Seaweed science behind ‘Moreton Bae’ brew

Published:

Scientists from USC are hoping a beer brewed with “sea lettuce” from Moreton Bay will drive new interest in seaweed as a nutritious, tasty and locally-grown resource.

University of the Sunshine Coast Associate Professor of Aquaculture Dr Nick Paul has partnered with Newstead Brewing Co. in Brisbane to create what they believe is the first beer to feature Australian-farmed seaweed.

They called it Moreton Bae Resalinated Gose.

“Seaweed is a rapidly-growing resource, so we grew enough for this project in just one week,” Dr Paul said.

“The seaweed is fresh from USC’s research facility at Bribie Island, where pristine seawater supports the growth of premium-quality seaweed for food and beverage applications.” 

He said Australian consumers had been slow to realise the many benefits of seaweed but now that interest was growing rapidly, it made sense to consider applications for Australia’s food, beverage, health and biopharmaceutical industries.

“Seaweed will actually filter out the very best minerals from the ocean so it has nutritious elements like potassium, magnesium and in this case zinc and iron,” he said.

“This particular sea lettuce, called ulva, has more iron than spinach. Other seaweeds have more potassium than bananas.”

Newstead brewers steeped 25 kilograms of the sea lettuce in cold water to extract the salt characteristics and flavours to add to the ‘gose’ style beer, which has origins dating back centuries to Goslar, Germany.

Brewer Dr Evan Goulden said gose was historically a lightly sour, wheat-driven beer, incorporating spices such as coriander, but defined by a salt character, the result of mineral-rich town water supplies.

“For this beer, we used desalinated water from Seqwater – which is completely salt-free - and instead we used seaweed to “resalinate” and reimagine the gose style with a natural briny character. We also left out the coriander because we wanted some of those marine volatiles and the spiciness from the seaweed to shine.”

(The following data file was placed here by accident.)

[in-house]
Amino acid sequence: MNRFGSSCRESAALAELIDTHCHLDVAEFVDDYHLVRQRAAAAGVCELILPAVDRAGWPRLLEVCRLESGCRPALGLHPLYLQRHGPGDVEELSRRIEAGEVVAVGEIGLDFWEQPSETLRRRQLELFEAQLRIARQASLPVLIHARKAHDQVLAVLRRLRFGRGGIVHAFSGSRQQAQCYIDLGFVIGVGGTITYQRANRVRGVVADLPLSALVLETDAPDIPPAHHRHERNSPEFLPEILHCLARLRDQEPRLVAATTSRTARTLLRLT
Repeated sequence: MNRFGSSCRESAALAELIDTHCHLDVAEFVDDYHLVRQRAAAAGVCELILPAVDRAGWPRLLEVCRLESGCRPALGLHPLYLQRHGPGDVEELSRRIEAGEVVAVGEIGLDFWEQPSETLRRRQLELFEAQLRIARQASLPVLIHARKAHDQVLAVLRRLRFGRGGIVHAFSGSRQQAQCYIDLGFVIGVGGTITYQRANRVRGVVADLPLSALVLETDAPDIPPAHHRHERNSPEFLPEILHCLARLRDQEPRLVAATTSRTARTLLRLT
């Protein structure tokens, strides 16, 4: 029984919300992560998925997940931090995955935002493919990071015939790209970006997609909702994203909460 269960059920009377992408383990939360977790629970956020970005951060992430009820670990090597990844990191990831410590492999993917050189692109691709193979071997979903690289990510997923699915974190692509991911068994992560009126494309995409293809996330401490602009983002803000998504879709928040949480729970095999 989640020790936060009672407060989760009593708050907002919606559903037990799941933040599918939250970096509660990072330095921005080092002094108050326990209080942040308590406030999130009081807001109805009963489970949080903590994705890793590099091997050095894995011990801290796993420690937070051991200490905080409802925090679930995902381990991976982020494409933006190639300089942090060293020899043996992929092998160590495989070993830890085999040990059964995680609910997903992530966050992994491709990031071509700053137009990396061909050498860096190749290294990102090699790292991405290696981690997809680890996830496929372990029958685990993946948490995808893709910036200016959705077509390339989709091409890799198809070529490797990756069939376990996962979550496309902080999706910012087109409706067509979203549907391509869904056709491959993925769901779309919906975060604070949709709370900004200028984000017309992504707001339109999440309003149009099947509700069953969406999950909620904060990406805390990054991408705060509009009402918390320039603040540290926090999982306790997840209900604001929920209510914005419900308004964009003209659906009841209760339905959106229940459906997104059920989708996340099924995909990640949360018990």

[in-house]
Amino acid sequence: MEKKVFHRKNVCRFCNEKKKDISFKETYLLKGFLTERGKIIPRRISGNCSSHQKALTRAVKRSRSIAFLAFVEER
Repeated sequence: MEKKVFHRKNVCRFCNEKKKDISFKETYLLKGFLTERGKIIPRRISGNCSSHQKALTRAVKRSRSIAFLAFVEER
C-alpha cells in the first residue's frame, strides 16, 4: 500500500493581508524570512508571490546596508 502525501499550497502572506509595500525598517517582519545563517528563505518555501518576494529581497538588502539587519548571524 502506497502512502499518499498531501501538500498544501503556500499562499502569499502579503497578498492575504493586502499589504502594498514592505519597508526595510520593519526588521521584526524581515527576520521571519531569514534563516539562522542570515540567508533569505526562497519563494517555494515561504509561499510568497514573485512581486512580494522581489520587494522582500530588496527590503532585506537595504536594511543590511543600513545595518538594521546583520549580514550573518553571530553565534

Dr Goulden, a former marine microbiologist, says the partnership offered an opportunity to drive public conversation.

“To create that awareness, not only about seaweed but about responsible and sustainable farming of seaweed is a fantastic initiative,” he said.

Dr Paul said that with growing global concerns around food security, seaweed was a fast-growing, tasty and plentiful resource for feeding a growing population.

“At the moment in Australia, it’s not really embedded in our culture but we’re hoping to change that,” he said.

“We actually have thousands of species of seaweed off the coast of Australia and none of them are being used commercially, so there is this huge bounty of opportunity.

“Different seaweeds have different properties and it’s all about finding the right seaweed for the right application and working with the right partners to do that.”

Newstead Brewing Co. also opens its doors to USC science students so they can learn about the complex biotechnology behind the brewing process first-hand.

The beer is currently in stock throughout Queensland. Today it will be judged in the Royal Queensland Food and Wine Show, in the running for the title of Champion Beer Utilising Desalinated Water.